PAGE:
Wholestone Butcher Shop celebrates opening as opponents of slaughterhouse expansion allege OSHA, inhumane treatment of animals at Nebraska location
SIOUX FALLS, S.D. (Dakota News Now) -The Wholestone Foods ribbon cutting was one of the largest turnouts in years, according to Chamber of Commerce members.
Despite the celebration, the uncertainty of how voters will decide their expansion from butcher shop to slaughterhouse looms over their future.
Company representatives, farmers, and city officials joined in celebrating the opening of the first phase of Wholestone farms inside Sioux Falls city limits.
“What’s opening today is the butcher shop. People think of it as a meat locker. We’ll have an operating a slaughterhouse prior to any ballot outcome, therefore preserving our rights to build the facility in the future,” said Luke Minion, Board Chairman at Wholestone Farms II LLC.
A Smart Growth Sioux Falls spokesperson, Robert Peterson, sees things differently.
“They can cut as many ribbons as they want to. It doesn’t change the fact that the courts reaffirmed that any city-issued permits were illegal,” said Peterson.
Wholestone foods II LLC has established another facility in Nebraska.
“Fremont is owned by Hillstone farms II LLC,” said Minion.
And the history of the Nebraska location is raising questions.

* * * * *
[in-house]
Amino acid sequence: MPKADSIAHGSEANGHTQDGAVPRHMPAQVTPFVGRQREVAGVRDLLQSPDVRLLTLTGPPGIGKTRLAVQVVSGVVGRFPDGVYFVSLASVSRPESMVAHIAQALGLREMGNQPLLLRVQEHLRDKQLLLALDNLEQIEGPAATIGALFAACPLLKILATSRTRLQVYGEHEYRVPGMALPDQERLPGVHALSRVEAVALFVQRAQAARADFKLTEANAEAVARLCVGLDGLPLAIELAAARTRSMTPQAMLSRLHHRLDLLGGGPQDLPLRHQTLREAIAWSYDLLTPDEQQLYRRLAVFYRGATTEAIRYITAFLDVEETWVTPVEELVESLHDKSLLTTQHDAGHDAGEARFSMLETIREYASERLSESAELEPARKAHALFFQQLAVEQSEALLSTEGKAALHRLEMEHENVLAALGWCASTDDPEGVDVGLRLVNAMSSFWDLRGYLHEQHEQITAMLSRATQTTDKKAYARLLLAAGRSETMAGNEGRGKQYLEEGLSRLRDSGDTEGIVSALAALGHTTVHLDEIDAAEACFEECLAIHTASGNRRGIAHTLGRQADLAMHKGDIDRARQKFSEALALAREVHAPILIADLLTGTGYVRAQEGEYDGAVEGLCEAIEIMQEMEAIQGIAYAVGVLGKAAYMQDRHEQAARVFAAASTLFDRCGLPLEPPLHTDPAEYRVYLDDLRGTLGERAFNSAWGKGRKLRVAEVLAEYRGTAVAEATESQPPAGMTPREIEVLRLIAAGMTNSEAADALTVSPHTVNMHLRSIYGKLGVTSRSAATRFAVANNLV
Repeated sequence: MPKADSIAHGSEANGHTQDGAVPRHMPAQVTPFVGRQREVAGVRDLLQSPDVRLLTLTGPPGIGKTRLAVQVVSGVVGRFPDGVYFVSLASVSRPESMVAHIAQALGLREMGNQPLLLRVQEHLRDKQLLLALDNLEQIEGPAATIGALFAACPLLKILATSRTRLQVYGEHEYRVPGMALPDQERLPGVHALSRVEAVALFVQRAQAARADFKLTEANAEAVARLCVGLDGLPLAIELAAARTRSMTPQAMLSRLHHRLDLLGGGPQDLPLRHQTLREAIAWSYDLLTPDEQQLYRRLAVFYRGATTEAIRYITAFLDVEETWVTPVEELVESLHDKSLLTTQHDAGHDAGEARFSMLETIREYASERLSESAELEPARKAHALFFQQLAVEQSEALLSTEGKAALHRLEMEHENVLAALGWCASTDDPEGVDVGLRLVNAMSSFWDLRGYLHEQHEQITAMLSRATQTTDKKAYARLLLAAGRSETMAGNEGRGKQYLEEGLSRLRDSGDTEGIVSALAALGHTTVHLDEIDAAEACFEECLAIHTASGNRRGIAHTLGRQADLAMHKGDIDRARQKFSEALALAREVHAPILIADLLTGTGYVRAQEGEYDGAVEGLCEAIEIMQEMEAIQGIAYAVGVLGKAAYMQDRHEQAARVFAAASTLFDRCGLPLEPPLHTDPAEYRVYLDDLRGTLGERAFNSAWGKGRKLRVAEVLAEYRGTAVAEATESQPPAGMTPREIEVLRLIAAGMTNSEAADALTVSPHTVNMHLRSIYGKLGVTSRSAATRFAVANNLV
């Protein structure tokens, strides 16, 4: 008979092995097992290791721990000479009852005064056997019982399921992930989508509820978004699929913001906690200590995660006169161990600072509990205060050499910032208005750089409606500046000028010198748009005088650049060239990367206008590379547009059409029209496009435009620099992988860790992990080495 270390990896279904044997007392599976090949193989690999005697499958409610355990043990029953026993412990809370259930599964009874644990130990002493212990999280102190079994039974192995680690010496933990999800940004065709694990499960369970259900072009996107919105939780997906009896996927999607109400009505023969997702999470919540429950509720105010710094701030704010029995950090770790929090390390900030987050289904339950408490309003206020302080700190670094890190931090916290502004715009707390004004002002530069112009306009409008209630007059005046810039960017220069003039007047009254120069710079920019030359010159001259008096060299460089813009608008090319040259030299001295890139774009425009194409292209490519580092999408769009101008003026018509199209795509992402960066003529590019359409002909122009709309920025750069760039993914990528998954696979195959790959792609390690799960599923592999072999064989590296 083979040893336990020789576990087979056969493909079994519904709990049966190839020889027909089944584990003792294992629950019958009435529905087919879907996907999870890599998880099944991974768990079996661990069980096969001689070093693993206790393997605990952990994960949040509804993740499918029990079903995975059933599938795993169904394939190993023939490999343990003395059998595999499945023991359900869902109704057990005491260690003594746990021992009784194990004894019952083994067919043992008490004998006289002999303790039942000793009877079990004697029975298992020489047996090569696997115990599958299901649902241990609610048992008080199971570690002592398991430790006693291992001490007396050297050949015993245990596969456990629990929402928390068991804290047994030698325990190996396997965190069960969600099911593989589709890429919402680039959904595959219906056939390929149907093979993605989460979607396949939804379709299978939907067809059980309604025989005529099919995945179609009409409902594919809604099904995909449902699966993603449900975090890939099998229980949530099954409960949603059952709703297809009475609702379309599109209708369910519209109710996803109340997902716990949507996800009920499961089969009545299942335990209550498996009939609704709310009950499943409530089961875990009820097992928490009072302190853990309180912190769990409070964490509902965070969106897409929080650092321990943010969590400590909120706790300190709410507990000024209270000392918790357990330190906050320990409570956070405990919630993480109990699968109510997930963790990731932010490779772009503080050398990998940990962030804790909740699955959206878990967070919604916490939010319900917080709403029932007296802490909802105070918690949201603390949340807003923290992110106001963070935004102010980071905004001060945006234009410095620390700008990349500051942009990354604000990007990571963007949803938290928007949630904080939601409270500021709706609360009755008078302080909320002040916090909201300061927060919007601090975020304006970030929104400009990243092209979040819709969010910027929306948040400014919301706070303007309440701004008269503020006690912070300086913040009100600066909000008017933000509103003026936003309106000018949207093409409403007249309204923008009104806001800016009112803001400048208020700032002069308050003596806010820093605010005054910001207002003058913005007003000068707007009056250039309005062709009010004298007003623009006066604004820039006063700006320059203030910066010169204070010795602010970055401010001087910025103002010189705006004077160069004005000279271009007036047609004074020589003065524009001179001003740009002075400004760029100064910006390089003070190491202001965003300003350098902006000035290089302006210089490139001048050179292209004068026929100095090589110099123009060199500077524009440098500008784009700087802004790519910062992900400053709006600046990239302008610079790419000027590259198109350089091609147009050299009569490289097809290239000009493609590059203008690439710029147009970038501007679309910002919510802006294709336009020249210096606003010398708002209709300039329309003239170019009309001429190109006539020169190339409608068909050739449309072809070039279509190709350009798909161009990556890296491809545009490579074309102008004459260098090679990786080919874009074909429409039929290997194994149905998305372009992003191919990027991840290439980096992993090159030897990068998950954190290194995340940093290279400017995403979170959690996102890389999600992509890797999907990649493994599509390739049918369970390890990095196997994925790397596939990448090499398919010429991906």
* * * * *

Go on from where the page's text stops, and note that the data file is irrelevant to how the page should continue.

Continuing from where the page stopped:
“There were multiple violations at the Fremont facility, which they claimed to be a very similar plant. You look at they were cited for discharging oil and grease above allowable limits,” said Peterson.
“I don’t know that we’ve never had an OSHA violation. I don’t know anybody who runs a packing plant that can say that. I can say this; if we did, we would remedy it and correct it,”,” said Minion.
Another alleged violation is a concern.
“They were also cited for the inhumane slaughter of animals,” said Peterson.
“Everything we do is built around the idea that we do not mistreat animals,” said Minion.
What both sides agree on is the desire to support farmers. A location change could disarm the fight and benefit farmers like the Lannings from Sacred Heart, Minnesota.
“More stability because the packing plants make money,” said Dave Lanning, who operates the four-generation family farm. “The producers don’t always make money. I hope everything works out great here in Sioux Falls.”
While voting on the issue, look for it at the end of the ballot. A vote of ‘No” is for the expansion of Wholestone into a hog processing facility, while a vote of ‘Yes” is against the expansion.
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